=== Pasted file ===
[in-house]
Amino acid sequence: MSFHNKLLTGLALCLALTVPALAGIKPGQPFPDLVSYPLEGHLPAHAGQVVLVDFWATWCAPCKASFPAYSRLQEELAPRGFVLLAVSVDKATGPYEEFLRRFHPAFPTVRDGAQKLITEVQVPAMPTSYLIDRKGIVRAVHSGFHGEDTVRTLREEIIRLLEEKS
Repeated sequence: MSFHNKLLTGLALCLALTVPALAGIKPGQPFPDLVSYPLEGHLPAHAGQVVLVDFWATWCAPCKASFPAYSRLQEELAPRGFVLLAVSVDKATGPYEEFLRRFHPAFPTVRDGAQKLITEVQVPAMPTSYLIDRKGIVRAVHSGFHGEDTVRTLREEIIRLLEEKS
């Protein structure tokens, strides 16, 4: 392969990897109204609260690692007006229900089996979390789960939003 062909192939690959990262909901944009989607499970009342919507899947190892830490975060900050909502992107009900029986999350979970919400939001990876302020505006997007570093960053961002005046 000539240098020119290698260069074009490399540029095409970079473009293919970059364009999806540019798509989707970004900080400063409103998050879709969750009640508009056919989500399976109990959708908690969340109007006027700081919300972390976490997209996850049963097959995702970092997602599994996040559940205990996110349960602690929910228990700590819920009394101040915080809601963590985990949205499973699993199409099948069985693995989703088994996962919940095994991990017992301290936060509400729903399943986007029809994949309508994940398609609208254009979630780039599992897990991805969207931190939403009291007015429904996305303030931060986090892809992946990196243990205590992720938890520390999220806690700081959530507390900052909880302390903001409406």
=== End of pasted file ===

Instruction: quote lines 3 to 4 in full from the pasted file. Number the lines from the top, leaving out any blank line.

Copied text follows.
Repeated sequence: MSFHNKLLTGLALCLALTVPALAGIKPGQPFPDLVSYPLEGHLPAHAGQVVLVDFWATWCAPCKASFPAYSRLQEELAPRGFVLLAVSVDKATGPYEEFLRRFHPAFPTVRDGAQKLITEVQVPAMPTSYLIDRKGIVRAVHSGFHGEDTVRTLREEIIRLLEEKS
């Protein structure tokens, strides 16, 4: 392969990897109204609260690692007006229900089996979390789960939003 062909192939690959990262909901944009989607499970009342919507899947190892830490975060900050909502992107009900029986999350979970919400939001990876302020505006997007570093960053961002005046 000539240098020119290698260069074009490399540029095409970079473009293919970059364009999806540019798509989707970004900080400063409103998050879709969750009640508009056919989500399976109990959708908690969340109007006027700081919300972390976490997209996850049963097959995702970092997602599994996040559940205990996110349960602690929910228990700590819920009394101040915080809601963590985990949205499973699993199409099948069985693995989703088994996962919940095994991990017992301290936060509400729903399943986007029809994949309508994940398609609208254009979630780039599992897990991805969207931190939403009291007015429904996305303030931060986090892809992946990196243990205590992720938890520390999220806690700081959530507390900052909880302390903001409406």